Giving something back
L’Occitane has long been a supporter of fairtrade and recently celebrated the 20th anniversary of the partnership between itself and a women’s co-operative in Burkina Faso in West Africa. This co-operative harvests the shea nuts which produce the shea butter to go into L’Occitane’s extensive Shea Butter skin care range of products. Laure Pierrisnard comments on the relationship.
“This exchange goes far beyond a simple commercial transaction as far as we are concerned. L’Occitane values the work of the women by buying directly, and at a fair price, the shea butter they produce on the site.
“They are paid with a decent salary that covers the cost of their production, the environmental and social costs and which also leaves a margin for further investment. We pre-finance up to 80% of the production, and help the export and the research of new markets for sales.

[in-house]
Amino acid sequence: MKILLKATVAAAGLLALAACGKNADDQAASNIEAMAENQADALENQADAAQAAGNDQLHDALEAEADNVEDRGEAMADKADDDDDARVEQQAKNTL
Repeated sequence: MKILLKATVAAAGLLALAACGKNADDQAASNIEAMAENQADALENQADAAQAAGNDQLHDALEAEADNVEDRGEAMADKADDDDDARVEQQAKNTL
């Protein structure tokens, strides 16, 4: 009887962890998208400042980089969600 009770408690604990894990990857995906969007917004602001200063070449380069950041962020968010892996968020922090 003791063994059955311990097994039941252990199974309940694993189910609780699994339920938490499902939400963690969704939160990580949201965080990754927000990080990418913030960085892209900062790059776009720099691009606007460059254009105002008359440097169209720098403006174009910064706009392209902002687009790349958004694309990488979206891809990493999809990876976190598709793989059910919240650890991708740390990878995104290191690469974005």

“Since 2003, we are also buying biological butter that is more convenient for the producers and we are in charge of certifying it with Ecocert. Taking into account the organic and non-organic shea butter produced, L’Occitane is in charge of about 50% of the shea butter which is produced and exported by Burkina Faso as a country.
“In fact these women, who were only some dozens at the start, are today more than 12,000 in number. And our work in Burkina Faso is doubled, via The L’Occitane Foundation which is the charitable arm of our business, as we also have local development projects in Burkina Faso such as the creation of schools, kindergartens and similar things.”